At one point, I thought, “Hey, all the best writers are from there!” Which, for me at least, is true. I went through my shelf, picking out my favorites, originally published in the U.K., like Harry Potter and Cloud Atlas and Never Let Me Go. Yessir, I thought, the British know good literature when they see it! 

A cursory look into their company revealed a small press, which rang a few alarm bells. But I rationalized, “Hey, they’re taking a chance on an unknown, so why not give them a chance? Maybe I can help put them on the map.” After all, smaller companies are more willing to take risks, whereas the mega-publishers, like Tor and Bantam, are homogenized, afraid to try new and different things. Ages of Aenya isn’t your typical rogue/elf/dragon story, and I needed a company with the balls to sell it. Then, when I sat down with my wife to print a hardcopy to send to them, I decided to do a little more research.      

The thing about scams these days is that they don’t look like what you see on TV. Nobody is going to sell you a box of rocks and run off laughing with your money. Just like consumers, scammers have wizened up. They know how easy it is to Google them before you give out your credit card, and so now we have the soft scam, and the best (or worst) part is, it’s not illegal, because what you hope to be getting is never explicitly stated, only implied. I experienced this in 2000, after exhaustively researching self-publishing, and a company called Xlibris. Now, it’s not as if Xlibris gave me nothing in return for my money. In fact, their print quality is superb, and in some cases superior to many books sold in stores. But the headliner on their website read, “Write your success story!” They imply fame and fortune, but what they don’t tell you is that none of their authors have ever managed it. Could it happen? I don’t doubt it, but the chances are so unlikely, it might as well be a scam. 

Olympia Publishers isn’t doing anything illegal, but I put them into a category below Xlibris. At least self-publishing houses have the good graces to admit what they are offering. Small presses like Olympia pretend to allow for success, to do what publishers are supposed to do: promote your writing and profit from readers, but they work in reverse. They ask you to send in a query and synopsis, and after a few tense weeks, ask for the manuscript. If it passes the scrutiny of their editors, you become a published author! If not, there is a second option, a pay to play option. After a little Googling, I found dozens of heartbroken writers tricked by this scheme, who were told they would be published, only to be asked to cover costs of up to 3500 pounds (nearly $5000)!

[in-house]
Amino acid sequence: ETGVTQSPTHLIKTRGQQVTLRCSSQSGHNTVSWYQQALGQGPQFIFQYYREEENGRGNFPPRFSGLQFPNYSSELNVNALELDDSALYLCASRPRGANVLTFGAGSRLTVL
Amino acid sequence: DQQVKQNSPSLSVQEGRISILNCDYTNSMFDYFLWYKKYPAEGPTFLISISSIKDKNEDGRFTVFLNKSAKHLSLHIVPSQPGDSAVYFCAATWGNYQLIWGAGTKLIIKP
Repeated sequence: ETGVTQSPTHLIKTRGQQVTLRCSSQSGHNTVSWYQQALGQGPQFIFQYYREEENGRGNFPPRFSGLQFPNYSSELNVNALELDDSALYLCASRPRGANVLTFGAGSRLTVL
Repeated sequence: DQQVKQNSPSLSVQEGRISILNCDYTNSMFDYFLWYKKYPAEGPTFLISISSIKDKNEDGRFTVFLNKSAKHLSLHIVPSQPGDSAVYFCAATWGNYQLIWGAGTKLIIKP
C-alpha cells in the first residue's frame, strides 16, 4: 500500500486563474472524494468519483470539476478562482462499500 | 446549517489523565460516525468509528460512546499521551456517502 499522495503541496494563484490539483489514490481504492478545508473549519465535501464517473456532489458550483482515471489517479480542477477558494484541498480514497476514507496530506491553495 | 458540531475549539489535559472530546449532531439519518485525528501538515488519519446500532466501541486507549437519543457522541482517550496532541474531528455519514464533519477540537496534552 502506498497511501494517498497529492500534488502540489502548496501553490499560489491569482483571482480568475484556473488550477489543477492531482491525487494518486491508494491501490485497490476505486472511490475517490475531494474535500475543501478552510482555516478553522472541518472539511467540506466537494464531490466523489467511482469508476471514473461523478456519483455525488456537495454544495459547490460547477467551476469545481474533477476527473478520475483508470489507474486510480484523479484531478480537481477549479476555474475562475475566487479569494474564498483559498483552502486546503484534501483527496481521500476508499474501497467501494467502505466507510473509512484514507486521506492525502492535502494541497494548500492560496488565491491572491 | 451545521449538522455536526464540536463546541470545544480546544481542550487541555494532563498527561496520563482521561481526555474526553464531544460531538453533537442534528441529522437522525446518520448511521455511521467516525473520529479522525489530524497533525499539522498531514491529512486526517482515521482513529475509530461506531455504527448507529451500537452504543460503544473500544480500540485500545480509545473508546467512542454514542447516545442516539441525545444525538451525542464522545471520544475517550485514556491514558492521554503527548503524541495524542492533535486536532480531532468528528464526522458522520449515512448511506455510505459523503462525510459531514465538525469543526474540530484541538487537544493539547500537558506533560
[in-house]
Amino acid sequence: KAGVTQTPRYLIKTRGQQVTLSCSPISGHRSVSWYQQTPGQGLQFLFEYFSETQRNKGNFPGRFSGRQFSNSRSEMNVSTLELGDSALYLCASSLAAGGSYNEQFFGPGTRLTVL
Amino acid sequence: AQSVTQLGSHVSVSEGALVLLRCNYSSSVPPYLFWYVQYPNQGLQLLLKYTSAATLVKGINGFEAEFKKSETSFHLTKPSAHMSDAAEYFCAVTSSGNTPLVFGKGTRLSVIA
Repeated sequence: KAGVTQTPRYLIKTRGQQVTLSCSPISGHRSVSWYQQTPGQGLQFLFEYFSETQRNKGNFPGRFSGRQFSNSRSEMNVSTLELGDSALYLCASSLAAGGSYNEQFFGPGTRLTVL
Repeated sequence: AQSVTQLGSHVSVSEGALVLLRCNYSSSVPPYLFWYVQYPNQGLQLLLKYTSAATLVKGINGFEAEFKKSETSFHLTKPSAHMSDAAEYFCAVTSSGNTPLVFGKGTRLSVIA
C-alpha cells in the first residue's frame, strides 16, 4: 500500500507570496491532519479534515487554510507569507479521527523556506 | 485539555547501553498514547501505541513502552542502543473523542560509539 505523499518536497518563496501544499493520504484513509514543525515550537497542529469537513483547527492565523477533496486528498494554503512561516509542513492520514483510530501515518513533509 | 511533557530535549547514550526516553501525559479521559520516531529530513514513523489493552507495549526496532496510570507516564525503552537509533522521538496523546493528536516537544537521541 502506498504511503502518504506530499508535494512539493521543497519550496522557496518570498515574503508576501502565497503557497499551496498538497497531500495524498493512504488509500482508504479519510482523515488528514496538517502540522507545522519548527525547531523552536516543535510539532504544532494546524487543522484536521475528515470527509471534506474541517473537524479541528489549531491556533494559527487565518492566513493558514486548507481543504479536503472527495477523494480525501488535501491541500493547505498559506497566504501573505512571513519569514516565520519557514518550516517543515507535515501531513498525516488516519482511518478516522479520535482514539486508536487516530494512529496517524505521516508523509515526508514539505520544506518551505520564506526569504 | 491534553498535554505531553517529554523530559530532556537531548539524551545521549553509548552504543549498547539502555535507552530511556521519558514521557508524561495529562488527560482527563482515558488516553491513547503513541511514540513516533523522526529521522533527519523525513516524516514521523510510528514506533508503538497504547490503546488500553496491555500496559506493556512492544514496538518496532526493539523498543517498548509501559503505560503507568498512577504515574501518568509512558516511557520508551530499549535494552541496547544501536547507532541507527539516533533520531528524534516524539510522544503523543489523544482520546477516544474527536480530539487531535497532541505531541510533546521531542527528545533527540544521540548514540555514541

With the advent of free Internet media, free e-books, and the sheer glut of crap novels making the rounds these days, it must be difficult for any publisher to survive. I wouldn’t doubt whether many small presses started out in earnest, only to realize they couldn’t cut it the traditional way. Inundated with desperate would-be authors and totally indifferent readers, it was only a matter of time before someone got smart and reversed the flow, profiting off of writers instead. After all, making money is all about supply meeting demand, and the demand writers have for recognition is palpable!  

Still, it sickens me to know people will profit off desperation, from crushed hopes and dreams. My wife was so visibly shaken by the experience, I ended up feeling worse for her than for myself. 

But, what if we hadn’t found any bad press about Olympia Publishers? What if we had been the first to be duped? Well, there’s an easy trick to finding out who’s legit, and who isn’t. Just go to Amazon, under the Book department, and search by Publisher. Olympia has many books listed, so at least they’re not a total scam, but not one of their titles ranks above one millionth in sales! If you want to be ranked a millionth, by all means proceed, but that isn’t any publisher I want representing my fifteen years of passion! Heck, one book was ranked in the 5 millionths, worse than my own The Dark Age of Enya, which is in the 4 millionths! It is an unusual situation when a POD book is outselling a “legitimately” published book.    

Being a writer these days is to court insanity and despair. My honest advice to you is: choose another profession, because there is more heartache and disappointment in this field than in any other. Not only do you spend thousands upon thousands of hours working at something without getting paid for it, but the people in your life don’t even consider it a job. Add to that the total lack of moral support from friends and family, and mix in, as a special bonus, all of the scammers trying to take advantage of you, and well . . . that’s the industry. The only reason I haven’t quit, can’t quit, is because it’s a part of me, my writer’s disease. And, god dammit, Ages of Aenya is good book.